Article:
November was the earliest his current employer would let him leave.
I haven't read all of the replies but in my opinion the above is where your Dad had his opportunity to keep the bonus. His work didn't own him. Saying that he would have to work that long of a notice period is likely illegal and definitely not typical. Your dad should have said he either wanted to leave immediately to be in the new position or would stay until November but wants it in writing that he is not liable for repayment. It might be too late now but he could still try if the new employer will accommodate him earlier. He also should have tried to negotiate a signing bonus with the new company.

As to your original question I would pay the bonus out of an ethical obligation. Everybody will have their own views on this. He should do whatever he is comfortable with and then sleep well with his decision.
That has been mentioned a couple of times, I think I was second to, but it's still a good point: it's never been explained exactly what 'November was the earliest they'd let him leave' means, or OP or dad thinks it means. Directly compelling people to come to work for their normal pay just because their contract has not expired is very dicey legally if possible at all. You can easily do it indirectly with a contract that holds back some compensation to the end: you don't work to the end, you don't get it. In fact that's how it's almost always done IME. And if so in that sense they 'didn't let you leave'. But I've never heard of a (civilian) job where somebody was actually forced to work to a date to get...nothing at the end, just their normal pay along the way, and here it's to a date close to the end of the year plus, voila, that also means the 2018 bonus at least technically gets clawed back after working almost all of 2019.

Frankly I think there's a question of weakness v standing up for oneself here as it's been described. And I think a self image of super honesty is sometimes, not necessarily but can be, an excuse people use not to stand up for themselves if it means any confrontation or unpleasantness. IMO it's pretty clear here that invoking 'ethics' to absolutely pay back the 2018 bonus then ignoring the issue of 'has to work till November' (why? who is going to make him?) is just being weak. But you're right, you have to do what's best for you depending who you are, and of course it has to be legal too.
Last edited by JackoC on Wed Jul 31, 2019 2:41 pm, edited 1 time in total.

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TomatoTomahto
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Re: Ethics of "bonus payback" when quitting a job

Post by TomatoTomahto » Wed Jul 31, 2019 2:40 pm

wolf359 wrote:
Wed Jul 31, 2019 2:15 pm
renue74 wrote:
Tue Jul 30, 2019 12:21 pm
anonenigma wrote:
Tue Jul 30, 2019 12:19 pm
Delay departure to 1/1/20?
+1 . I would hang on for the last couple months for that $.
Tell the new employer the situation...that a large bonus is at stake.
+1
New employer may cover the loss if they want him bad enough.
Is everything open to renegotiation? Lordy. You signed something, didn’t think it through before agreeing to start on a date certain with new employer, and now you want either the old or the new employer to correct your mistake? I thought doctors were smarter than engineers :D just kidding.
Okay, I get it; I won't be political or controversial. The Earth is flat.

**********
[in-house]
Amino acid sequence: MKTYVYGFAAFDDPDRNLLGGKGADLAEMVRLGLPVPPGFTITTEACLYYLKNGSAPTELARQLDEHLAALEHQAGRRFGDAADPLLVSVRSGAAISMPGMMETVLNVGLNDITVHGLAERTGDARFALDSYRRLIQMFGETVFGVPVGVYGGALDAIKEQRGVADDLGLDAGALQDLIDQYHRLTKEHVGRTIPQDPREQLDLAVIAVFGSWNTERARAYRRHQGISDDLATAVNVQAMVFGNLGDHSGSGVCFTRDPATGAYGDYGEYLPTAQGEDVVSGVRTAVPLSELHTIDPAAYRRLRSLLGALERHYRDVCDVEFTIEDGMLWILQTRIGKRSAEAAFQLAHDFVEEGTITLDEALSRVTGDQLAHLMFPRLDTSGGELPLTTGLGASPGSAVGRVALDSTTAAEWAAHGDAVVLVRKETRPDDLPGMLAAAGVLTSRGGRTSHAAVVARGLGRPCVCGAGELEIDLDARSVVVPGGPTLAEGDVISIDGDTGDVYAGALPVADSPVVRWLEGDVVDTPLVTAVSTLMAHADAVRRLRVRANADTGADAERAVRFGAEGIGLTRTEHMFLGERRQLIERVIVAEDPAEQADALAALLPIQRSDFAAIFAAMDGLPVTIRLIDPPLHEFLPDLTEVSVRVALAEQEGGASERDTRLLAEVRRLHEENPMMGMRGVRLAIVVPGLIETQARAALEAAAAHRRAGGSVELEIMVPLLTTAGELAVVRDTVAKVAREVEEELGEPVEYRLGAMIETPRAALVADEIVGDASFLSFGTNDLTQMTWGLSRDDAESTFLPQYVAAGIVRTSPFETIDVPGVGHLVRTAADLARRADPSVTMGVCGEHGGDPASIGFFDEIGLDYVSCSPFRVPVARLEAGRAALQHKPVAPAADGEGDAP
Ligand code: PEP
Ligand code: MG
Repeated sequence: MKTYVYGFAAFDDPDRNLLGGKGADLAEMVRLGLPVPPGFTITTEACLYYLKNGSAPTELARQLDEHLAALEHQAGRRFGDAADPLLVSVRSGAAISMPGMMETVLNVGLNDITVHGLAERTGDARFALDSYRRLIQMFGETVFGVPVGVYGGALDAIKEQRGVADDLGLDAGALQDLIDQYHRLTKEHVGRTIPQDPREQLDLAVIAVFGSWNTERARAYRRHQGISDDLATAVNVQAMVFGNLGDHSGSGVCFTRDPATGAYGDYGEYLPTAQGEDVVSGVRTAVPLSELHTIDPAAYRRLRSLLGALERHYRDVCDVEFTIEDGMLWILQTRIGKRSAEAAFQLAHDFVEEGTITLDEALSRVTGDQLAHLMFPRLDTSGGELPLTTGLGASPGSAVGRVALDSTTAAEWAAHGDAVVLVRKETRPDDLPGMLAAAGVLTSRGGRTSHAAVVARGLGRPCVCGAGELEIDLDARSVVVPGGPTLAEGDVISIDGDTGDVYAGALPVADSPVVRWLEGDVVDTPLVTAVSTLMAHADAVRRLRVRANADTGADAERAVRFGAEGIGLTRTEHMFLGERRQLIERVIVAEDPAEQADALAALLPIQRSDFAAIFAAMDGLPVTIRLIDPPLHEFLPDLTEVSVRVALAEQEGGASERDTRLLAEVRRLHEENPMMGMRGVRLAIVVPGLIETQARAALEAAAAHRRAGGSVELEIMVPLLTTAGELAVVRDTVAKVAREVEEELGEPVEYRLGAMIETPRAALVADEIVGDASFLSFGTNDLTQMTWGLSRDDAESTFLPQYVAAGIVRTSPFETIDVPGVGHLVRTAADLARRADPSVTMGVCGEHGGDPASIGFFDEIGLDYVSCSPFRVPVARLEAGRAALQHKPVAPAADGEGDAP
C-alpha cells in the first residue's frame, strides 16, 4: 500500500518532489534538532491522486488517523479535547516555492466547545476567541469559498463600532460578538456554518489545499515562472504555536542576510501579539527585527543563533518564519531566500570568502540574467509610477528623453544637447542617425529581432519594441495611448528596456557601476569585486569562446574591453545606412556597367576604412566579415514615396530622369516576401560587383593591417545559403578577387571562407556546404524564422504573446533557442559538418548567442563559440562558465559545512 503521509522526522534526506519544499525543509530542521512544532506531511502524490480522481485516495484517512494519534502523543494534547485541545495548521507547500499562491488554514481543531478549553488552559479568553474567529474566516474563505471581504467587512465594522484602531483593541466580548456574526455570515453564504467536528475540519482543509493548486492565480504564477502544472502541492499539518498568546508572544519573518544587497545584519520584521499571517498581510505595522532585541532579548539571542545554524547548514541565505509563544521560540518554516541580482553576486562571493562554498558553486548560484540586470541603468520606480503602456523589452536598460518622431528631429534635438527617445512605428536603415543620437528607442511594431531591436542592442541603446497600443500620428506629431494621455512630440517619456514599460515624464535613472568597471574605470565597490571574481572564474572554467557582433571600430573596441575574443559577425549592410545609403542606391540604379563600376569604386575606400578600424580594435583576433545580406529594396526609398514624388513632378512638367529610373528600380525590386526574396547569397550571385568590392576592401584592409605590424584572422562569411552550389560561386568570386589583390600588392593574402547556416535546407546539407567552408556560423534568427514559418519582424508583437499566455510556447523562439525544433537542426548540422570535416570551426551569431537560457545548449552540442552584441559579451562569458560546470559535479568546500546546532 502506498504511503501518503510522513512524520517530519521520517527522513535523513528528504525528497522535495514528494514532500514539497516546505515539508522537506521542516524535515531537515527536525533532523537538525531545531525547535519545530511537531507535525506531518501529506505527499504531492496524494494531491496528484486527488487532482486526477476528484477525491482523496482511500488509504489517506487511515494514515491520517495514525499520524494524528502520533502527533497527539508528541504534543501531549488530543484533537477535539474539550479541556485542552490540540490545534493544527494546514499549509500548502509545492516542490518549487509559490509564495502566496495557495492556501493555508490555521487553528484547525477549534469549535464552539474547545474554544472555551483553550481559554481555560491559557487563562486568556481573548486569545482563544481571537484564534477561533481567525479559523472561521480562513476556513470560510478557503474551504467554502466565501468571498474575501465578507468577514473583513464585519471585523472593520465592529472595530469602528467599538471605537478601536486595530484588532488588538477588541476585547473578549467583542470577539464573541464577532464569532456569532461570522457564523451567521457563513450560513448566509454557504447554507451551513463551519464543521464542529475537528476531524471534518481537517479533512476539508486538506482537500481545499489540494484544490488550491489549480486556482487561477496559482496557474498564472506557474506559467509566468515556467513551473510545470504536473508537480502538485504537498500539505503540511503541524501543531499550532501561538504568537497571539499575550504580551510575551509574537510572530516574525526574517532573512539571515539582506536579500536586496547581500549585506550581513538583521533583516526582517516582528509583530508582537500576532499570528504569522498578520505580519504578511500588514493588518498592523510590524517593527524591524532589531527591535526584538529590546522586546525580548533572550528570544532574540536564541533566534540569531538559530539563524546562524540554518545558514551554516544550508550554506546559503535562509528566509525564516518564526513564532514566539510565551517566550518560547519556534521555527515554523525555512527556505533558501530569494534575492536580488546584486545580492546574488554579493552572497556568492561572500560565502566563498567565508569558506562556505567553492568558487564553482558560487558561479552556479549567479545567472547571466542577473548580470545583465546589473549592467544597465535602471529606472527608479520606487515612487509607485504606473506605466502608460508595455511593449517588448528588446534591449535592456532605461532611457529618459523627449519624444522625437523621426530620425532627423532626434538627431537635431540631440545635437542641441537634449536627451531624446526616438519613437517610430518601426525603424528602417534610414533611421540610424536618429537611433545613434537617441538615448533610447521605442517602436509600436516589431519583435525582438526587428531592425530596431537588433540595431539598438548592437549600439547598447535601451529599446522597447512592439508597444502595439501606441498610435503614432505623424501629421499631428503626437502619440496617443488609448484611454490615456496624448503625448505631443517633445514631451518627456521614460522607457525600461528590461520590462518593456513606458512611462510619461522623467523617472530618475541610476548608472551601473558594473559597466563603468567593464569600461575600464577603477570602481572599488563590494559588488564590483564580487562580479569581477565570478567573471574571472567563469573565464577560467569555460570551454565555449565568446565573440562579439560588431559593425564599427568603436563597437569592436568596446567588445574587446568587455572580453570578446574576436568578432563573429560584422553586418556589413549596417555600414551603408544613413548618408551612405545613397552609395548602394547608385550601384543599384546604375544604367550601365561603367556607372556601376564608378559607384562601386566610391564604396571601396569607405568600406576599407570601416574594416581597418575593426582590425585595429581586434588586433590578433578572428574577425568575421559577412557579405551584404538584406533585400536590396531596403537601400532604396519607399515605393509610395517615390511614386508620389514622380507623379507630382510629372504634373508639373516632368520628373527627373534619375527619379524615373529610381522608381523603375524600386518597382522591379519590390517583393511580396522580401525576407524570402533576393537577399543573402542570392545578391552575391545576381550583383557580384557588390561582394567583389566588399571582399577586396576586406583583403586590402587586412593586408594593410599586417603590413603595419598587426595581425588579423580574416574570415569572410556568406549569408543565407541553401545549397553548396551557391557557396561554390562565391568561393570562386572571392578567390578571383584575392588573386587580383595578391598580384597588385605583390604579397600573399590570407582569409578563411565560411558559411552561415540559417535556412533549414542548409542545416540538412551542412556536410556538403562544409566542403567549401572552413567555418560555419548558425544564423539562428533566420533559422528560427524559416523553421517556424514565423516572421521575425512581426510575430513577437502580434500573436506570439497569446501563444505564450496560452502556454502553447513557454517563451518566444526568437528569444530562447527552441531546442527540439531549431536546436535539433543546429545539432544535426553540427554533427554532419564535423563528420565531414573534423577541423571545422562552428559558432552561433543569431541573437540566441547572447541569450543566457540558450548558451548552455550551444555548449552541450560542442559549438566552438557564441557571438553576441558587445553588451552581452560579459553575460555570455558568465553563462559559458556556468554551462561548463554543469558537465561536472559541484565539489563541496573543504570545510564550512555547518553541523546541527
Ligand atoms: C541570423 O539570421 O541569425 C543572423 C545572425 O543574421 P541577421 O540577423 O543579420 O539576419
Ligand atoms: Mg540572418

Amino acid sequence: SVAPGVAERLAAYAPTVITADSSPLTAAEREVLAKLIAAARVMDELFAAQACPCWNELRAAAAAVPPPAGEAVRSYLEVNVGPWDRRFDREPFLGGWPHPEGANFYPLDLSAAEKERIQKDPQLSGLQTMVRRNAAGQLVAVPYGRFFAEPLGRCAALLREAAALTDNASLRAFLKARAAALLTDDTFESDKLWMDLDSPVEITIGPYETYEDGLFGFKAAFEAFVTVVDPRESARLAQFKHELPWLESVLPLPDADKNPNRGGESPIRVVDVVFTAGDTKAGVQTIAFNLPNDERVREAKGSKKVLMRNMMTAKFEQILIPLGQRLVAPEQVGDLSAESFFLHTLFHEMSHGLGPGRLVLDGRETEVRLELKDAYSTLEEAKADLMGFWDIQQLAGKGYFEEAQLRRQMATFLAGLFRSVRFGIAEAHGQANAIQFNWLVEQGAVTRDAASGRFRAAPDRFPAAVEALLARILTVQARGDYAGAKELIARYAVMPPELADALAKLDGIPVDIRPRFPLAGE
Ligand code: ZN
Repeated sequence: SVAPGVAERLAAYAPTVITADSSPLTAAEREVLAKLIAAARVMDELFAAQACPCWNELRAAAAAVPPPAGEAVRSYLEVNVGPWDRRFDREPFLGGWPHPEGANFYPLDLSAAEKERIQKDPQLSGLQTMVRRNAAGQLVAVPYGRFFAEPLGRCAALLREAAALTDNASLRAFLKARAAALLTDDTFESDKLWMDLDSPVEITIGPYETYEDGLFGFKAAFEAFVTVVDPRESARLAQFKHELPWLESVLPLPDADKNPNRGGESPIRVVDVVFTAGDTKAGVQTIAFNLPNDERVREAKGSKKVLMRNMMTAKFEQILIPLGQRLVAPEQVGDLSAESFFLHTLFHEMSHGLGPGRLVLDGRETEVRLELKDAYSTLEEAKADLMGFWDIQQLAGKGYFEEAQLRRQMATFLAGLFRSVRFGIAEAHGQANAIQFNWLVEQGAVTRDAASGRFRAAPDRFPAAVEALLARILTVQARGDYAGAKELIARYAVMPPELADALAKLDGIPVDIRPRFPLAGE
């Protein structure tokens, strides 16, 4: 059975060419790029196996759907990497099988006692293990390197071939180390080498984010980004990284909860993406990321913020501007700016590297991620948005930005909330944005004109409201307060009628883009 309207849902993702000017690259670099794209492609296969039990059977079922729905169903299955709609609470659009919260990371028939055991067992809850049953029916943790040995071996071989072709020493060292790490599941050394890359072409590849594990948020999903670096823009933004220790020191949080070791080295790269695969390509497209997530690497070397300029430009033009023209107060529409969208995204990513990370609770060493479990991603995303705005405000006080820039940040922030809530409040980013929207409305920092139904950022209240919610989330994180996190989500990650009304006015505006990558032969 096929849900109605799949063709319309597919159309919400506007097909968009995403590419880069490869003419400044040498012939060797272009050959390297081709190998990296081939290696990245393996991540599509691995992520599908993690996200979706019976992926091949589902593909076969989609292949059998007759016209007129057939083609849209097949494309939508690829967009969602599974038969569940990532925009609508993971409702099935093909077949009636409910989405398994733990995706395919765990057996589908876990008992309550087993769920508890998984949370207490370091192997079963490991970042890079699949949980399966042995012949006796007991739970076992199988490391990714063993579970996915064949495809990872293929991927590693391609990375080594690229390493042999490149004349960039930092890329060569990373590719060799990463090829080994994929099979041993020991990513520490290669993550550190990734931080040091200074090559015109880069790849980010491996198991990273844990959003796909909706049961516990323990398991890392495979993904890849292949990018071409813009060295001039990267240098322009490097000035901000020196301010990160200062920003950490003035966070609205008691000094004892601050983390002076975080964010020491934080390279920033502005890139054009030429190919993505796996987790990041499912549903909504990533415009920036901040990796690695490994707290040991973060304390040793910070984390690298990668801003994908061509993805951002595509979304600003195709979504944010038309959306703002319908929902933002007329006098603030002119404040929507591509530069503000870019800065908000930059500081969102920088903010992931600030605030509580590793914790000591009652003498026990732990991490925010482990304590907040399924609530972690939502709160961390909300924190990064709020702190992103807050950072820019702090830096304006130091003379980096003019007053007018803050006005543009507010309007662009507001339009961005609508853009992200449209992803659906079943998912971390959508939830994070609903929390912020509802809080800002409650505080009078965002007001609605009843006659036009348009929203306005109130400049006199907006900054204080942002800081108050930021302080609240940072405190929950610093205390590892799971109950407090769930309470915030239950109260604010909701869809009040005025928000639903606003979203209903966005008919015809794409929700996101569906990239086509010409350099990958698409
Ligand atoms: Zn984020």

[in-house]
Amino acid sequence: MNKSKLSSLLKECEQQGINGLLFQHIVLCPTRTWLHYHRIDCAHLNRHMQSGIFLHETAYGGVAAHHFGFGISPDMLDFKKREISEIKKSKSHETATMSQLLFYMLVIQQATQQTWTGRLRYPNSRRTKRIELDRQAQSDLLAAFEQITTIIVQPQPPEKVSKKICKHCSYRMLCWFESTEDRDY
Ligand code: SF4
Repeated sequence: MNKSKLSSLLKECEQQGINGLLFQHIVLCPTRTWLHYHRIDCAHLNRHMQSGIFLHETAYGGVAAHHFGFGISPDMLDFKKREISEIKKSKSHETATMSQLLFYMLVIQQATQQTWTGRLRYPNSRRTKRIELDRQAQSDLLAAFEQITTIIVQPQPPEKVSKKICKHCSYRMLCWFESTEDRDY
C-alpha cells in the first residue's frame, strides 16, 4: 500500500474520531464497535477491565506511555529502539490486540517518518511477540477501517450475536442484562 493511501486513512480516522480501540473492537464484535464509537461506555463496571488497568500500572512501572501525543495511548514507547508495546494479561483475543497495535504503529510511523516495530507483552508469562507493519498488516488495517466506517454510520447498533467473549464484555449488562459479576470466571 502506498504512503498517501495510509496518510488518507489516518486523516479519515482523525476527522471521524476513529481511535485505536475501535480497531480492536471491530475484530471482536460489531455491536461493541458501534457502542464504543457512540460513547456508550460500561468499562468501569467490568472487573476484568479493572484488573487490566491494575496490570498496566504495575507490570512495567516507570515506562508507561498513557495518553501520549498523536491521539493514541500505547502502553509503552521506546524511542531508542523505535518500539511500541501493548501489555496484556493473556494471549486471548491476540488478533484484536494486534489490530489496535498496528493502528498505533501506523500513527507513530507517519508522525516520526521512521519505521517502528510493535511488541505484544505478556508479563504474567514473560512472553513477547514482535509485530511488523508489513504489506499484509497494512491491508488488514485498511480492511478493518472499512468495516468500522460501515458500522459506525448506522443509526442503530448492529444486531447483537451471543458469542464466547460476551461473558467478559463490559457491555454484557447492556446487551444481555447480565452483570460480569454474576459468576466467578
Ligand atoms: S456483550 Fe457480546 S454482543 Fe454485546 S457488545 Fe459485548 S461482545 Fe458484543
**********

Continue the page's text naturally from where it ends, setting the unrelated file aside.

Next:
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Re: Ethics of "bonus payback" when quitting a job

Post by fru-gal » Wed Jul 31, 2019 2:47 pm

Unless I missed it, we still haven't heard from the OP about what this must work until November thing is.

aarondearu
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Re: Ethics of "bonus payback" when quitting a job

Post by aarondearu » Wed Jul 31, 2019 2:54 pm

Hi OP, if the company wants the bonus back and it’s not repaid here is the likely outcome...

Company will probably not garnish the last paycheck because payroll won’t know in time. Few months later a collection agency will start calling and sending letters. Your father can tell them to stop contacting him. They will then report the unpaid debt and it will stay on your father’s credit report for 7 years. If he tries to obtain a loan (want to refinance or buy a new home?) the lender will require the debt to be paid as a condition of the loan.

[For those who don’t understand what a retention bonus is, OPs father signed a contract saying he would work until a specific date in exchange for a bonus. They can quit anytime they want but must repay the bonus if they leave before the date agreed upon in the contract.]

btenny
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Re: Ethics of "bonus payback" when quitting a job

Post by btenny » Wed Jul 31, 2019 3:13 pm

Have your Dad send a letter to his employer. In the letter notify them he is giving giving them four weeks notice of leaving. Tell them he was happy to help the company out by staying until November. But now they are asking for return of his bonus. So they are asking him to work an extra 2 months and then they want to penalize him with the bonus penalty. That is bad. Then tell them in the letter that he is willing to stay until November IF AND ONLY IF they respond and waive the bonus recovery clause in writing. Give them two weeks to respond. If they do not respond correctly in the two week period tell him to leave on the four seek notice data. I would round off the date to August 30. Help him write the letter quickly and make sure he turns it in now so the company has some pressure to solve the worker short fall.

Good luck to you both.

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coalcracker